Ferghana Valley


Fergana, Fergana Valley, Uzbekistan, October 2008.

I almost gave the region a miss. For one it is almost cut from the bulk of the country by the weirdest borders, there are even Uzbek spots that are entirely in Kyrgyz territory, others have Uzbek people but are Kyrgyz land, like the village of Arslanbob (see Kyrgyzstan). So we had a double entry Uzbek visa and a triple entry Kyrgyz one just for this purpose. Then there seemed not much to see. And it’s not even a valley, but a flat plain between the Tian Shan in the north and Alay in the south, so far that you never saw these big mountains – the Fergana Valley turned out great for its people (of course it is much less touristy than the rest of the country), and we discovered pottery workshops, and we found a madrassa with beautiful woodwork, and we met Jean-Francois. These two 9-year olds, Musliva and Diora, playing hide and seek in the Museum of Local Studies are just some of the many wide smiles we found in the Fergana Valley.


Kokand, Fergana Valley, Uzbekistan, October 2008.

As I said, one of the bonuses in the Fergana Valley was Jean-François — a rare Frenchman, i.e. sweet and not arrogant — he is the one who led us to what I think is the Juma (Friday) mosque & madrassa, although it is not clear because there were a couple of places with similar names, and in the real Juma one you are not supposed to enter. Here we went in freely through a tall, carved wooden door and, past a very large courtyard with a minaret in the center, on to a very long, open hall, its roof supported by tens of wooden columns. In any case, this place had amazing paint and woodwork.


Kokand, Fergana Valley, Uzbekistan, October 2008.

And the son of the keeper to whom Jean-François gave a set of color crayons.


Kokand, Fergana Valley, Uzbekistan, October 2008.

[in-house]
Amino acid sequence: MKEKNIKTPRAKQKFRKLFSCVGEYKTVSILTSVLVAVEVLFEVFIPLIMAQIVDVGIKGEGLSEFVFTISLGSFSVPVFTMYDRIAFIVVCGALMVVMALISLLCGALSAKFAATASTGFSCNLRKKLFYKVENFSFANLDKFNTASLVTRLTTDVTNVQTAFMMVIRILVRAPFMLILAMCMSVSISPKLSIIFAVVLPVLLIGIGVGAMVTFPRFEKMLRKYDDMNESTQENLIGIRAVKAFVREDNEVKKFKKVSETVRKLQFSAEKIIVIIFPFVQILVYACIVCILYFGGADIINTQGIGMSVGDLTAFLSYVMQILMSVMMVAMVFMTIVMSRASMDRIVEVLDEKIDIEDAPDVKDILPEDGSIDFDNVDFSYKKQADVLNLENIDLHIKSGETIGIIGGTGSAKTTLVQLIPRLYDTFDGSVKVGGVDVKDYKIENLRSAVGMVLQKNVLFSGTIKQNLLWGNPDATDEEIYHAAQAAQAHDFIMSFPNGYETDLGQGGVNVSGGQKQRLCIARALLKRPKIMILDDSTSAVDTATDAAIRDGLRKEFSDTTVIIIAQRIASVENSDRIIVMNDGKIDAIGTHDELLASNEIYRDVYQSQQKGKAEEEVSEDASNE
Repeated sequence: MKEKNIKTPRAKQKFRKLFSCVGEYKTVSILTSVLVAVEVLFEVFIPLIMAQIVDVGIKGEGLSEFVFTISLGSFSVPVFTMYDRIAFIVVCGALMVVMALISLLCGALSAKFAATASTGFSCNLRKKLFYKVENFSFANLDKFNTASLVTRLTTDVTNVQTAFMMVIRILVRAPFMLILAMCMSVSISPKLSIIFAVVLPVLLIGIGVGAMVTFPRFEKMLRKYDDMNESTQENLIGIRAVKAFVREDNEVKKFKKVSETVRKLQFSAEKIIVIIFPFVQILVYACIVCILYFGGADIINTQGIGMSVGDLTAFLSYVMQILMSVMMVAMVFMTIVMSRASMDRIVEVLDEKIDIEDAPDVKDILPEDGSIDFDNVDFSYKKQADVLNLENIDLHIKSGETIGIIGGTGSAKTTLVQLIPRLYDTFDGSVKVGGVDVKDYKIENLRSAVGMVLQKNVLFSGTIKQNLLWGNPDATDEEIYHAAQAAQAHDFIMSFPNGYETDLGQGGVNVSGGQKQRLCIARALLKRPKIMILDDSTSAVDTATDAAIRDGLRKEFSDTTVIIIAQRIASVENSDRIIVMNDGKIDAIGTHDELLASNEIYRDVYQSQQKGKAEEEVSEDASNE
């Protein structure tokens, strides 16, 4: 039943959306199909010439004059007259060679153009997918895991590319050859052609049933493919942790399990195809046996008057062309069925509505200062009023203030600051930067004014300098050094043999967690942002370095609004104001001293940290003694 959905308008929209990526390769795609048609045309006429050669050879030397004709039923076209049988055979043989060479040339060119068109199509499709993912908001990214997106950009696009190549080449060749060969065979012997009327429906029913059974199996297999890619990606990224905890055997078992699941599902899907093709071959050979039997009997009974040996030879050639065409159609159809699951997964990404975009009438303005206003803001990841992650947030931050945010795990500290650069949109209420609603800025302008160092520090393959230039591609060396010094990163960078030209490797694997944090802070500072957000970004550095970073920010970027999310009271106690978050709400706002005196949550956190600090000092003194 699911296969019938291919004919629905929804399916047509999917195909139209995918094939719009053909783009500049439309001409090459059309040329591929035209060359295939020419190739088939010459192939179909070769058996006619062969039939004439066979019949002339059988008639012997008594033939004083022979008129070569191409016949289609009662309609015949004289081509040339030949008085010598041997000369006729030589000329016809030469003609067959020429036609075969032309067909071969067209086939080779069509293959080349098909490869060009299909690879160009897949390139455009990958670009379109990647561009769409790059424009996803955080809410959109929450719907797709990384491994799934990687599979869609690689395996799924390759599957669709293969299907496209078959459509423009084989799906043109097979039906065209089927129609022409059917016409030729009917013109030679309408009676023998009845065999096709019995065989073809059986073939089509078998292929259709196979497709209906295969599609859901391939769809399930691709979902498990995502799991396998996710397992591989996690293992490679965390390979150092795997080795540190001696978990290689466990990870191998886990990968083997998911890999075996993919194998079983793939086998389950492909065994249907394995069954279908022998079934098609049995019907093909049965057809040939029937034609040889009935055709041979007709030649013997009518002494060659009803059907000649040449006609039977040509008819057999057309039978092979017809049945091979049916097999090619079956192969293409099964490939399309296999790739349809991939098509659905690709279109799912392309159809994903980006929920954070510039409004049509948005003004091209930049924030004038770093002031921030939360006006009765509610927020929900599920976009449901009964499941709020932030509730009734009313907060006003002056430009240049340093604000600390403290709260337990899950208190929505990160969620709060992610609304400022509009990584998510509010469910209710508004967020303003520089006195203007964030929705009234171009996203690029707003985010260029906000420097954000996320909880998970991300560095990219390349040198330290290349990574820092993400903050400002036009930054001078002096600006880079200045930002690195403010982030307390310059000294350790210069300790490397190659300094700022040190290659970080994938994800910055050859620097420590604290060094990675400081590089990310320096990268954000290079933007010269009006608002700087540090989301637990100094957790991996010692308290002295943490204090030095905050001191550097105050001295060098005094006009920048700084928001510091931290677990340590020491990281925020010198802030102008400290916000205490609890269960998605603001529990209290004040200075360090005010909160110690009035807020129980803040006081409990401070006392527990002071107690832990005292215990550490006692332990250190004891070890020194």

Fergana, Fergana Valley, Uzbekistan, October 2008.

More smiles of the Valley residents.


Kokand, Fergana Valley, Uzbekistan, October 2008.

These could be Turks, by the way they dress.


Kokand, Fergana Valley, Uzbekistan, October 2008.

We ended our visit with the Muqimi park, but ignored the Khan’s palace and instead concentrated on Muhhabat and her friend who had accosted me, two 14 year-old schoolgirls in uniform who were eager to practice and befriend foreign visitors, two more interesting female adolescents, two more smiles, two more life stories.

{ 1 comment… read it below or add one }

mahdi August 12, 2011 at 4:41 pm

hello my old iranian friend!
i am from iran.from old big khorasan.

i hope to travel to uzbekistan and tadjikestan.

درود بی پایان بر هموطنان ایرانی کهن

درود بر دوستانی از خراسان بزرگ

امید که روزی بتوانم سفر کنم به بخارا که زادگاه جد مادری من است

شما از سرمایه داری کثیف به دور بودید
قدر سالهای شوروی را بخاطر نبودن سرمایه داری بدانید

سرمایه داری و امریکا بزرگترین انقلابها را به انحراف میکشد حتی انقلاب ایرانم را نیز الوده کرده

ساده زیستن همراه با علم اندوزی ارزشمندترین چیز است

به یاد جد بزرگمان ابو علی سینا


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